No Dirty Gold


The more you know, the less gold glows.

What is Dirty Gold?


Man scavenging among the wastes of Barrick's Porgera gold mine in Papua New Guinea

A gift of gold often symbolizes love, commitment, romance, and friendship.

Yet, gold mining is one of the most destructive activities in the world, and has been linked to grievous environmental, social justice, and human rights violations.

The severity of the environmental and social problems associated with gold production has generated an interest in finding alternatives to gold produced using harmful practices. This interest comes not only from environmental, human rights and social justice groups, but also from jewelry retailers, electronics producers, and individual consumers.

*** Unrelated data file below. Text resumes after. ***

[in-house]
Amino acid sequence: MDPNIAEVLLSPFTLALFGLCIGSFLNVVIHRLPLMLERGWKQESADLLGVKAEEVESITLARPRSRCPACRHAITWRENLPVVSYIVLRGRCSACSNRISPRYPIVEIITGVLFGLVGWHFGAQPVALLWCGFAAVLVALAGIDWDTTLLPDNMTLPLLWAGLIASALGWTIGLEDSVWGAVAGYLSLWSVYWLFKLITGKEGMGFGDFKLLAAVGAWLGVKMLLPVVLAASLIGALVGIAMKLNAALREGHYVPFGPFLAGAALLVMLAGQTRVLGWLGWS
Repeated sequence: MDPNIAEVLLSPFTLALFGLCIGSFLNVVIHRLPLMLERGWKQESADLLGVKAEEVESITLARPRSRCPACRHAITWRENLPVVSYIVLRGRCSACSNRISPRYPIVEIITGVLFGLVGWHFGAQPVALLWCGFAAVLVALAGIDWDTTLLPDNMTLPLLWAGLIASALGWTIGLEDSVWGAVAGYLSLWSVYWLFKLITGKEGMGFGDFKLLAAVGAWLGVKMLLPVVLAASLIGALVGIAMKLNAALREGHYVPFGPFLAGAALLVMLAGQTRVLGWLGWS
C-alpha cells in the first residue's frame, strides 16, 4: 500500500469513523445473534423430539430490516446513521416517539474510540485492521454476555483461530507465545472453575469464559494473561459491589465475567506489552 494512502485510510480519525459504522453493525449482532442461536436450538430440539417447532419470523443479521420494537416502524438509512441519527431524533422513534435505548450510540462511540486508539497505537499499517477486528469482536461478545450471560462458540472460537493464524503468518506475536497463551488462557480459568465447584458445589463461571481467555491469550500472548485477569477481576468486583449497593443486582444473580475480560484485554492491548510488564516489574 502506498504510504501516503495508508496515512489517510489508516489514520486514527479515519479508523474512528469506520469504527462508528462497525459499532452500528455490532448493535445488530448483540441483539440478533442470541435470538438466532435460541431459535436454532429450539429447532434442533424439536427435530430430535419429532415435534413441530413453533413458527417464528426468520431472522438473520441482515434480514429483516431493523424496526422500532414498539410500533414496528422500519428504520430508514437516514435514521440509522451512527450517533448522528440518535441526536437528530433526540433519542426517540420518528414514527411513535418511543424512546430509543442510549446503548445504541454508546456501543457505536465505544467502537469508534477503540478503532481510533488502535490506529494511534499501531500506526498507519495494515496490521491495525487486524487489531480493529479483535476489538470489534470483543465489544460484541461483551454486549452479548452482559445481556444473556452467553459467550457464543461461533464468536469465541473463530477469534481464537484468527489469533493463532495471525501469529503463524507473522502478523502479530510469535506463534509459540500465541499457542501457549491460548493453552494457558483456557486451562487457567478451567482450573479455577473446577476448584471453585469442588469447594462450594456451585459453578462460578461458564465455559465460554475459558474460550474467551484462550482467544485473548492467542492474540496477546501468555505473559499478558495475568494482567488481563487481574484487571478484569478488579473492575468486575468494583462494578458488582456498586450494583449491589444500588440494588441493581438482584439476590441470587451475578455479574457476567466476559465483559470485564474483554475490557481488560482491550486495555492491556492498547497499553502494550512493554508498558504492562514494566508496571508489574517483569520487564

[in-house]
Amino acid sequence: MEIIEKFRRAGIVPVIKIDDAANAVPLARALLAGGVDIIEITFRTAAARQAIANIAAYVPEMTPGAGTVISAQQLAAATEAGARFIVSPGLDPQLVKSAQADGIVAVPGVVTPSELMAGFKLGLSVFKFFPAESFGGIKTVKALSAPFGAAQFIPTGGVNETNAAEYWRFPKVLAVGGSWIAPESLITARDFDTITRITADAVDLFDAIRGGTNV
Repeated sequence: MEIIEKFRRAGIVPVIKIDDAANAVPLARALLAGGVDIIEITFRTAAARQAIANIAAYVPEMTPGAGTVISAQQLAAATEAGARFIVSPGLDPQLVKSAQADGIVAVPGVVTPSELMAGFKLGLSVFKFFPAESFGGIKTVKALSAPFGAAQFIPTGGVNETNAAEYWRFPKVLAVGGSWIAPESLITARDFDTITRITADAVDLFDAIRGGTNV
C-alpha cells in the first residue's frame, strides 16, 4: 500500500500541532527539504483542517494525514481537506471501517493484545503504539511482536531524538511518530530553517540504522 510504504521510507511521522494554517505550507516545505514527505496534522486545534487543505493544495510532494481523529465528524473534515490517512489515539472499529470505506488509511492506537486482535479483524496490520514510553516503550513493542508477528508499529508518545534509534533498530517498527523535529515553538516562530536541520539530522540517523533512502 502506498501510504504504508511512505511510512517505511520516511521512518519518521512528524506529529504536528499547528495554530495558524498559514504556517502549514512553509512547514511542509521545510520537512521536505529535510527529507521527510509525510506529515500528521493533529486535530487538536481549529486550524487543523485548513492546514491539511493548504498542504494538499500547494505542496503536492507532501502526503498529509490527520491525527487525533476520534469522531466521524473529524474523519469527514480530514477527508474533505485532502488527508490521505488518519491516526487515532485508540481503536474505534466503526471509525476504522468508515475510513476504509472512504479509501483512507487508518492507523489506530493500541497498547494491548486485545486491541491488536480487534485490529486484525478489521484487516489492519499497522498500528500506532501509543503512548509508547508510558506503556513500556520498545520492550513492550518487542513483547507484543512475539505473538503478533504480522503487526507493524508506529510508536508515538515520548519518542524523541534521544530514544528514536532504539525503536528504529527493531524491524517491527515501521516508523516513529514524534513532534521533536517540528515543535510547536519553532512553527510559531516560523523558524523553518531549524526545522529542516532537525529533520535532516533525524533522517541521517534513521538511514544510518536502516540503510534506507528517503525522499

More than 100,000 consumers want jewelry retailers to stop dirty gold

Over 100,000 individuals from countries around the world have signed the No Dirty Gold pledge asking retailers to work to ensure that the gold in their products was not produced at the expense of local communities, workers, and the environment.

These conscious consumers are calling on jewelry and electronics retailers such as you to insist that the gold you are buying and selling is responsibly produced.

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Tagged with: gold mining, dirty gold